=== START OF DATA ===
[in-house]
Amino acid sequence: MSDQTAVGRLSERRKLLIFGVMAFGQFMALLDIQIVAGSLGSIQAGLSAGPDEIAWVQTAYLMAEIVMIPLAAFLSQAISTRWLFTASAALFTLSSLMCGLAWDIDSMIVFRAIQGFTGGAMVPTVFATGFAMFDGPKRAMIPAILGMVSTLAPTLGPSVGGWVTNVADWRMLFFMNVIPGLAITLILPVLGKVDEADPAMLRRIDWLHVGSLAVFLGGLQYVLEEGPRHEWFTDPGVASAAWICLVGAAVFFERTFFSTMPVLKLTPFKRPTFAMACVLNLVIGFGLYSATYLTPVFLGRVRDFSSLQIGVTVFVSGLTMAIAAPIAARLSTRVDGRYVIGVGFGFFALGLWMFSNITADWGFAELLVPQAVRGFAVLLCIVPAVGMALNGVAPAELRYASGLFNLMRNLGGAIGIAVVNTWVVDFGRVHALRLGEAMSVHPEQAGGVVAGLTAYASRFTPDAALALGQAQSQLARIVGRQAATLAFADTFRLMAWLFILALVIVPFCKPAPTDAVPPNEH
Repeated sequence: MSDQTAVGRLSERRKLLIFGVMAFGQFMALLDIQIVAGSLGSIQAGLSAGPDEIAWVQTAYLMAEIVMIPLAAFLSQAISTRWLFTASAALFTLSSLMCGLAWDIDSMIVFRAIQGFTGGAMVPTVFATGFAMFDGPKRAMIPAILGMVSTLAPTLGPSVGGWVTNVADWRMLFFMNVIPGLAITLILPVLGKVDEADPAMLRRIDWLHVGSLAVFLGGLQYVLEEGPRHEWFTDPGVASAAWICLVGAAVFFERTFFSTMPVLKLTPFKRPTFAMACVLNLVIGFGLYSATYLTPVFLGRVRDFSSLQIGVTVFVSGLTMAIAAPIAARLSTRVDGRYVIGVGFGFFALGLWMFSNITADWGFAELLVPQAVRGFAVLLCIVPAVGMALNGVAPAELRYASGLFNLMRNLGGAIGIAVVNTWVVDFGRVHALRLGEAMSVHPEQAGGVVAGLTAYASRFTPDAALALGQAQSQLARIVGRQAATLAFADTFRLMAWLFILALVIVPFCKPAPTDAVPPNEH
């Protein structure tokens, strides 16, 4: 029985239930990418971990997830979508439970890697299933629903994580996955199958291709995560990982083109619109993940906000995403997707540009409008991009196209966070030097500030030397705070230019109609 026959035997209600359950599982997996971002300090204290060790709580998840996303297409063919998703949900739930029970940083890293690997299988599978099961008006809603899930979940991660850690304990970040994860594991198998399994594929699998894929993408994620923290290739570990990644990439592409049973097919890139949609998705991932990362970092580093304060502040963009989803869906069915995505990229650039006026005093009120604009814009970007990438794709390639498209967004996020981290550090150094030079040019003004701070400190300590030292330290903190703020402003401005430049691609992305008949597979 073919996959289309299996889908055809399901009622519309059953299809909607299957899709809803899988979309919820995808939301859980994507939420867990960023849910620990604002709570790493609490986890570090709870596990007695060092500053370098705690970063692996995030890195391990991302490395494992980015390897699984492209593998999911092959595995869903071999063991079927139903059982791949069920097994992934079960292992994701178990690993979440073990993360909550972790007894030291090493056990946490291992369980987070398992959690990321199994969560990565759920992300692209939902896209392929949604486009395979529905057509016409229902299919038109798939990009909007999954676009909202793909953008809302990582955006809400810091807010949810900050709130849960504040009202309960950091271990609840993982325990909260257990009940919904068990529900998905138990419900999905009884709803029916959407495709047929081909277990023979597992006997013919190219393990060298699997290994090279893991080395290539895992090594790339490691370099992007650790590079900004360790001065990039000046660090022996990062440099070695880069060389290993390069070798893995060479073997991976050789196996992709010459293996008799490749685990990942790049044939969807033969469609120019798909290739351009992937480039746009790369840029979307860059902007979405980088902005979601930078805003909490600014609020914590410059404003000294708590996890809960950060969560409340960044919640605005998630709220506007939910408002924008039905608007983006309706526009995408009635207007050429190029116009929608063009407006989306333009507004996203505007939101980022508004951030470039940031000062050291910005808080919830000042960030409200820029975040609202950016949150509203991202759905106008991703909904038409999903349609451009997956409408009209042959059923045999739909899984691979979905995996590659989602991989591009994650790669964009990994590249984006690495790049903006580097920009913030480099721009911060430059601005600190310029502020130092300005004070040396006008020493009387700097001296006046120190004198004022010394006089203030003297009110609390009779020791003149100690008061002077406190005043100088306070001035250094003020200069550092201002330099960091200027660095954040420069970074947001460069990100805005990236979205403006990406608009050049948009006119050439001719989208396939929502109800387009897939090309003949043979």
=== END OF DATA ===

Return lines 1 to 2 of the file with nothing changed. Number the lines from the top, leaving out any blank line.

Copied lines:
[in-house]
Amino acid sequence: MSDQTAVGRLSERRKLLIFGVMAFGQFMALLDIQIVAGSLGSIQAGLSAGPDEIAWVQTAYLMAEIVMIPLAAFLSQAISTRWLFTASAALFTLSSLMCGLAWDIDSMIVFRAIQGFTGGAMVPTVFATGFAMFDGPKRAMIPAILGMVSTLAPTLGPSVGGWVTNVADWRMLFFMNVIPGLAITLILPVLGKVDEADPAMLRRIDWLHVGSLAVFLGGLQYVLEEGPRHEWFTDPGVASAAWICLVGAAVFFERTFFSTMPVLKLTPFKRPTFAMACVLNLVIGFGLYSATYLTPVFLGRVRDFSSLQIGVTVFVSGLTMAIAAPIAARLSTRVDGRYVIGVGFGFFALGLWMFSNITADWGFAELLVPQAVRGFAVLLCIVPAVGMALNGVAPAELRYASGLFNLMRNLGGAIGIAVVNTWVVDFGRVHALRLGEAMSVHPEQAGGVVAGLTAYASRFTPDAALALGQAQSQLARIVGRQAATLAFADTFRLMAWLFILALVIVPFCKPAPTDAVPPNEH